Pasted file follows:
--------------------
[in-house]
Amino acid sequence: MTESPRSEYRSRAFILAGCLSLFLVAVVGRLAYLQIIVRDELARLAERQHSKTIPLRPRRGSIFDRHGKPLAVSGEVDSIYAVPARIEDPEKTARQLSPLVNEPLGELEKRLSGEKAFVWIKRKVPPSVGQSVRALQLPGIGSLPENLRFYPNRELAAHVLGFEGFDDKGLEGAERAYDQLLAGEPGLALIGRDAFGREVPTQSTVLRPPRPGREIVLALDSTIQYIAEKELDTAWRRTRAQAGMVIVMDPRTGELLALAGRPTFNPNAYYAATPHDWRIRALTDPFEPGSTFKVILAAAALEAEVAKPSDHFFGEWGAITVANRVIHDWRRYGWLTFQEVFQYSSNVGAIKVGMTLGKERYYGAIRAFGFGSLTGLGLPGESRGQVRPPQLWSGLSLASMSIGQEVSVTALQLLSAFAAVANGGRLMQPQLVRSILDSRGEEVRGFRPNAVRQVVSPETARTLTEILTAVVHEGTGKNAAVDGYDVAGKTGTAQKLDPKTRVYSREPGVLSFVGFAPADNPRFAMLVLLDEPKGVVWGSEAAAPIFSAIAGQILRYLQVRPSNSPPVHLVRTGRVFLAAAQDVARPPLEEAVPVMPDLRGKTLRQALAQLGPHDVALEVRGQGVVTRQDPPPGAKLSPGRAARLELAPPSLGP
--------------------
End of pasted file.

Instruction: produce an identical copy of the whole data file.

[in-house]
Amino acid sequence: MTESPRSEYRSRAFILAGCLSLFLVAVVGRLAYLQIIVRDELARLAERQHSKTIPLRPRRGSIFDRHGKPLAVSGEVDSIYAVPARIEDPEKTARQLSPLVNEPLGELEKRLSGEKAFVWIKRKVPPSVGQSVRALQLPGIGSLPENLRFYPNRELAAHVLGFEGFDDKGLEGAERAYDQLLAGEPGLALIGRDAFGREVPTQSTVLRPPRPGREIVLALDSTIQYIAEKELDTAWRRTRAQAGMVIVMDPRTGELLALAGRPTFNPNAYYAATPHDWRIRALTDPFEPGSTFKVILAAAALEAEVAKPSDHFFGEWGAITVANRVIHDWRRYGWLTFQEVFQYSSNVGAIKVGMTLGKERYYGAIRAFGFGSLTGLGLPGESRGQVRPPQLWSGLSLASMSIGQEVSVTALQLLSAFAAVANGGRLMQPQLVRSILDSRGEEVRGFRPNAVRQVVSPETARTLTEILTAVVHEGTGKNAAVDGYDVAGKTGTAQKLDPKTRVYSREPGVLSFVGFAPADNPRFAMLVLLDEPKGVVWGSEAAAPIFSAIAGQILRYLQVRPSNSPPVHLVRTGRVFLAAAQDVARPPLEEAVPVMPDLRGKTLRQALAQLGPHDVALEVRGQGVVTRQDPPPGAKLSPGRAARLELAPPSLGP